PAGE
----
The Influence of Causal Knowledge in Two-Alternative Forced-Choice Tasks
Rocio Garcia-Retamero*, 1, Ulrich Hoffrage1, Stephanie M. Muller1, Antonio Maldonado1
Identifiers and Pagination:Year: 2010
First Page: 136
Last Page: 144
Publisher Id: TOPSYJ-3-136
Article History:Received Date: 22/7/2009
Revision Received Date: 5/9/2009
Acceptance Date: 21/12/2009
Electronic publication date: /7/2010
Collection year: 2010
open-access license: This is an open access article distributed under the terms of the Creative Commons Attribution 4.0 International Public License (CC-BY 4.0), a copy of which is available at: (https://creativecommons.org/licenses/by/4.0/legalcode). This license permits unrestricted use, distribution, and reproduction in any medium, provided the original author and source are credited.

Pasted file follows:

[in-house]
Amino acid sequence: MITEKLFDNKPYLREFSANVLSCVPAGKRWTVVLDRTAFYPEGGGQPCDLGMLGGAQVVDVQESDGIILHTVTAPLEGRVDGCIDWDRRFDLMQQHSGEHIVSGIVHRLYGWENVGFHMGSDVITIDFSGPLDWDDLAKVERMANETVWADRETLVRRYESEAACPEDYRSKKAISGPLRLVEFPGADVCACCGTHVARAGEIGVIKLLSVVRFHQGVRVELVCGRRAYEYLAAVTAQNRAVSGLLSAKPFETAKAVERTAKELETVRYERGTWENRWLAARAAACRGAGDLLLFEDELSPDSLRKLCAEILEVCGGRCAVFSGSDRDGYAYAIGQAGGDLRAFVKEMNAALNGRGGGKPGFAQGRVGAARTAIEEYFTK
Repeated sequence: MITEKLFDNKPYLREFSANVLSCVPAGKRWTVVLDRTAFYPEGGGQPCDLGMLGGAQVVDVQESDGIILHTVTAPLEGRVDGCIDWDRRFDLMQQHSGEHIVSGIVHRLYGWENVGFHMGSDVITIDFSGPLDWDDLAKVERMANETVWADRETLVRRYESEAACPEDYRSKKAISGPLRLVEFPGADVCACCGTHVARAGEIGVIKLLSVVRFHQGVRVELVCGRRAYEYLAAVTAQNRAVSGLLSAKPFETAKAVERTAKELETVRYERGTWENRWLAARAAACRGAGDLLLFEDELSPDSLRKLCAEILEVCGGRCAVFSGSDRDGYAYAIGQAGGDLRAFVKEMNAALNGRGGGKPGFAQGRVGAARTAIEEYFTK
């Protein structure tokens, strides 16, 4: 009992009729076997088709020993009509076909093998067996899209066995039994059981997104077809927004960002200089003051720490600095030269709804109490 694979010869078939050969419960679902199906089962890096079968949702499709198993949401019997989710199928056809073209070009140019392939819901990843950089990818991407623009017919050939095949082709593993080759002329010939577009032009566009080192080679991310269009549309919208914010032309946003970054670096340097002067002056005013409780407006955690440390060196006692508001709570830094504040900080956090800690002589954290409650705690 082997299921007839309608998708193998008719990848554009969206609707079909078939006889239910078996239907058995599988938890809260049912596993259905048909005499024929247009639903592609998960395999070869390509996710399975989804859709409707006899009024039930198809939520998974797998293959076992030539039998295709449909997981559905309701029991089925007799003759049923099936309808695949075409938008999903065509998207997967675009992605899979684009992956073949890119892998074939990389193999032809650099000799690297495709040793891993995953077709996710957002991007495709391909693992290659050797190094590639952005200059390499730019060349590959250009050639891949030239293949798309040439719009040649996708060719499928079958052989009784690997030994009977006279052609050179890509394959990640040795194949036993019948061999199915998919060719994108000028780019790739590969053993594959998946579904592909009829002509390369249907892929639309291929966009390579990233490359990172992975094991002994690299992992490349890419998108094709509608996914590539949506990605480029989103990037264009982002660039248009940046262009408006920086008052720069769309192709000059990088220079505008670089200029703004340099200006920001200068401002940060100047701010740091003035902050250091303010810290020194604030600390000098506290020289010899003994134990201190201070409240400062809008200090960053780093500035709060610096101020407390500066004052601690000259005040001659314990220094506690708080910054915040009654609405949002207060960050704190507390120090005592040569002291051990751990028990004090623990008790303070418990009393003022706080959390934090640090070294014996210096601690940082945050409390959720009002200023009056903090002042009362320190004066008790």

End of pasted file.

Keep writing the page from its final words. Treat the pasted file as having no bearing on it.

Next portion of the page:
Making decisions can be hard, but it can also be facilitated. Simple heuristics are fast and frugal but nevertheless fairly accurate decision rules that people can use to compensate for their limited computational capacity, time, and knowledge when making decisions. These heuristics are effective to the extent that they can exploit the structure of information in the environment in which they operate. They require knowledge about the predictive value of probabilistic cues. However, it is often difficult to keep track of all the available cues in the environment and how they relate to any relevant criterion. We suggest that knowledge about the causal structure of the environment helps decision makers focus on a manageable subset of cues, thus effectively reducing the potential computational complexity inherent in even relatively simple decision-making tasks. Specifically, we claim that causal knowledge can act as a meta-cue for identifying highly valid cues and help to estimate cue-validities. Causal knowledge, however, can also bias people's decisions. We review experimental evidence that tested these hypotheses.